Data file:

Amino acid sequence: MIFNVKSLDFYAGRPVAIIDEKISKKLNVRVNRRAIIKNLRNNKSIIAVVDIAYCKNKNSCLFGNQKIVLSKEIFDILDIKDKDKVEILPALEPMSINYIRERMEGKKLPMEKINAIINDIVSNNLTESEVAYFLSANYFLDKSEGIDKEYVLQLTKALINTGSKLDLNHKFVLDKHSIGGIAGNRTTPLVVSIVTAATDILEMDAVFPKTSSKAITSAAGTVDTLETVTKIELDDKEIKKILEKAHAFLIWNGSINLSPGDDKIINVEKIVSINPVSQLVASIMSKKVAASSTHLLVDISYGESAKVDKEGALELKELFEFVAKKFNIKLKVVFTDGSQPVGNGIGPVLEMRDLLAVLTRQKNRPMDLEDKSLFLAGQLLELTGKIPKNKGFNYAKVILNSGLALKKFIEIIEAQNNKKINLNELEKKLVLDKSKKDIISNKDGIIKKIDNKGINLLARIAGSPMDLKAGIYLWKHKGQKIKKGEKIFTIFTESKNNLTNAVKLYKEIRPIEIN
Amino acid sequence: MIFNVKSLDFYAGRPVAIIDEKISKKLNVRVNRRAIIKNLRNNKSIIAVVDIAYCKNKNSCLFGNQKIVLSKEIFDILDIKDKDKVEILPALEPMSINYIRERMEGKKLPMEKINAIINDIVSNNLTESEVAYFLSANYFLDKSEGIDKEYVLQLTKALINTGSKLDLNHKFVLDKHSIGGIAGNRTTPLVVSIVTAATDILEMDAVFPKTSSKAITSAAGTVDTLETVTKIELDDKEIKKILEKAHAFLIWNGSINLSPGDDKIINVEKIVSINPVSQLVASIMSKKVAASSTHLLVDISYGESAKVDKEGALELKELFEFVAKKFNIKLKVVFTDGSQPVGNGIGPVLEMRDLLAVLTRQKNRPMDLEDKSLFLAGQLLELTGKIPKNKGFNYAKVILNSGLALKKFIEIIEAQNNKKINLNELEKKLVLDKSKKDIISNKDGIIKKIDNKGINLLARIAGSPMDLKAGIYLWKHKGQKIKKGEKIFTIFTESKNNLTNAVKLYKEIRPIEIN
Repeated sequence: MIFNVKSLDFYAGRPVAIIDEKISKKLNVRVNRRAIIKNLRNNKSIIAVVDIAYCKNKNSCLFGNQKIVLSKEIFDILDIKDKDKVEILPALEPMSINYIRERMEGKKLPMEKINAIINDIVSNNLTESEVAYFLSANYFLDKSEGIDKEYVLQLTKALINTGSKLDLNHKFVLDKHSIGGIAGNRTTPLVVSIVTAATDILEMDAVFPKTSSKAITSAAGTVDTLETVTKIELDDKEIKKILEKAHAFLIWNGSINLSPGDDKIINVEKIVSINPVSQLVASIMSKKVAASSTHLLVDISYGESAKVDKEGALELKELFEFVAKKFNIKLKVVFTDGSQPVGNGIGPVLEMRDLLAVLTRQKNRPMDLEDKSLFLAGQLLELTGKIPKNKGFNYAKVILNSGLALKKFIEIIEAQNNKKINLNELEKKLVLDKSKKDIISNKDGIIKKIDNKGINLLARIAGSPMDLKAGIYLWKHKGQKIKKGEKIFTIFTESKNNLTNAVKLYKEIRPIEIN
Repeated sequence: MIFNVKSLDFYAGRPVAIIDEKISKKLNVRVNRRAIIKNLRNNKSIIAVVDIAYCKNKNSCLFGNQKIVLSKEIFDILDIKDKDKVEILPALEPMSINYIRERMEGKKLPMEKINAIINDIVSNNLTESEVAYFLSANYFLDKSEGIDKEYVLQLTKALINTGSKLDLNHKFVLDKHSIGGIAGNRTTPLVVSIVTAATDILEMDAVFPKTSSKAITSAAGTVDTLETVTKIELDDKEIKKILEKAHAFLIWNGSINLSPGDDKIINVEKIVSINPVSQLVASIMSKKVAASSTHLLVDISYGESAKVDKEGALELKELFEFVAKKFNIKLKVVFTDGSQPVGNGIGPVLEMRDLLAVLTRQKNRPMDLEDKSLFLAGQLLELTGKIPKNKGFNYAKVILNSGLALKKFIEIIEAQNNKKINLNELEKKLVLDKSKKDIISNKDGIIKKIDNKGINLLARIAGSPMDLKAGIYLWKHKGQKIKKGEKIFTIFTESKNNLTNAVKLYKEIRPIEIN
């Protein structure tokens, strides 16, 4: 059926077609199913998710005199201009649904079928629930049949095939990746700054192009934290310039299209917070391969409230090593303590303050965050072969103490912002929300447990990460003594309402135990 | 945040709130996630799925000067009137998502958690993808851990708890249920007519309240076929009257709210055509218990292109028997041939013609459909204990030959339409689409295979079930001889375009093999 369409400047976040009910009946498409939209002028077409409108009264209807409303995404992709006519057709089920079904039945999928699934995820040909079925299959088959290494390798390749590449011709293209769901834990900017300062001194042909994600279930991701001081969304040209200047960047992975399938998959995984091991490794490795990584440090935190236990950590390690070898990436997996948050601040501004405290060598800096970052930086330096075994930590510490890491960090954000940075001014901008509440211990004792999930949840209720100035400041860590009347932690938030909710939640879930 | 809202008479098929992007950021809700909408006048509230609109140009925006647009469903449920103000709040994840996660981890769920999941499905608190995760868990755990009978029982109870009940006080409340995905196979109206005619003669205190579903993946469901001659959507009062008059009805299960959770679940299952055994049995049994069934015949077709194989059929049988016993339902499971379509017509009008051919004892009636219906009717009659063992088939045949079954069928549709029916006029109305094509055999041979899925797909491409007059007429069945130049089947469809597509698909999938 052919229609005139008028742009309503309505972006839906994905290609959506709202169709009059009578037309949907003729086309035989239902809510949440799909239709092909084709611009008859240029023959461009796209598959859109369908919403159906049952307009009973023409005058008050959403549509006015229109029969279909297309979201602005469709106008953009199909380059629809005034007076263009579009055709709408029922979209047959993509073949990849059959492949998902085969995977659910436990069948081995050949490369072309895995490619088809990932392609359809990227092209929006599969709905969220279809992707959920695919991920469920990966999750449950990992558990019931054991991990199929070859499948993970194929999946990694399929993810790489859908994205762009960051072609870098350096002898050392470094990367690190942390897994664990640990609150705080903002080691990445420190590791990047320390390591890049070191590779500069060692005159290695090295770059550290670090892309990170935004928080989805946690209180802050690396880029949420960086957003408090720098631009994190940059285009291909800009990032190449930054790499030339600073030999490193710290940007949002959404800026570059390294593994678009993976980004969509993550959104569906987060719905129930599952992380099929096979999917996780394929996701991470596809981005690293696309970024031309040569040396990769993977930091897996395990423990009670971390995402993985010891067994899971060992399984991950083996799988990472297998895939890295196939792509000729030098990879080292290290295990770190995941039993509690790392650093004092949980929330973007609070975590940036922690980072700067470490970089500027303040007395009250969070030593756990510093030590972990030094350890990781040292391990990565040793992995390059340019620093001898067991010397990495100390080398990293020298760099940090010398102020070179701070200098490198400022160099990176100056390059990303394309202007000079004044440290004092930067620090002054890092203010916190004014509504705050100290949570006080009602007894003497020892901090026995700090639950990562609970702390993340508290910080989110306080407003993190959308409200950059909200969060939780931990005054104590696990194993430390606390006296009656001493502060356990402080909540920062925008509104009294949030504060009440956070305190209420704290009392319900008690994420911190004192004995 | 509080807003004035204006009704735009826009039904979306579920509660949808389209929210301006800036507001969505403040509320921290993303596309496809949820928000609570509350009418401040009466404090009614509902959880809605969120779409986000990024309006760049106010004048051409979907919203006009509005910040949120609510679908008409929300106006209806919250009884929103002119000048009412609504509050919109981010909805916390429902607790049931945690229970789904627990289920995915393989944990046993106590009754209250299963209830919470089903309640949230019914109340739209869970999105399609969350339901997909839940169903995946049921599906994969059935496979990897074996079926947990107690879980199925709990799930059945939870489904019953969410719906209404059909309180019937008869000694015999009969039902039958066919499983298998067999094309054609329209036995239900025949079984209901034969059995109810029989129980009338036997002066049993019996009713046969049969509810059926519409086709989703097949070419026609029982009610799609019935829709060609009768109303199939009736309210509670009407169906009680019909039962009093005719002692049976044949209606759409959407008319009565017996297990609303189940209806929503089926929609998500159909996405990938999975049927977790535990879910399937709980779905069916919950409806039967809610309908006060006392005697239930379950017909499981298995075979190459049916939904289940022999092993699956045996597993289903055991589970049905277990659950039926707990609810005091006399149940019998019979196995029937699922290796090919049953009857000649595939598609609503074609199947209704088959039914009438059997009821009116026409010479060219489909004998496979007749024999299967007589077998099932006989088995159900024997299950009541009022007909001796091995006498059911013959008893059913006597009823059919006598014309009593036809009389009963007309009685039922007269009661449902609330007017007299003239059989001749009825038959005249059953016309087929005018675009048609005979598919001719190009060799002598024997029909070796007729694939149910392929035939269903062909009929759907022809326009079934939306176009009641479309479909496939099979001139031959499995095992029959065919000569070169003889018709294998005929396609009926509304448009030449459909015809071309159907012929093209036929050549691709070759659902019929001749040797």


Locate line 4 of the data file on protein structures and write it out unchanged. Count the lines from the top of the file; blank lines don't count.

Repeated sequence: MIFNVKSLDFYAGRPVAIIDEKISKKLNVRVNRRAIIKNLRNNKSIIAVVDIAYCKNKNSCLFGNQKIVLSKEIFDILDIKDKDKVEILPALEPMSINYIRERMEGKKLPMEKINAIINDIVSNNLTESEVAYFLSANYFLDKSEGIDKEYVLQLTKALINTGSKLDLNHKFVLDKHSIGGIAGNRTTPLVVSIVTAATDILEMDAVFPKTSSKAITSAAGTVDTLETVTKIELDDKEIKKILEKAHAFLIWNGSINLSPGDDKIINVEKIVSINPVSQLVASIMSKKVAASSTHLLVDISYGESAKVDKEGALELKELFEFVAKKFNIKLKVVFTDGSQPVGNGIGPVLEMRDLLAVLTRQKNRPMDLEDKSLFLAGQLLELTGKIPKNKGFNYAKVILNSGLALKKFIEIIEAQNNKKINLNELEKKLVLDKSKKDIISNKDGIIKKIDNKGINLLARIAGSPMDLKAGIYLWKHKGQKIKKGEKIFTIFTESKNNLTNAVKLYKEIRPIEIN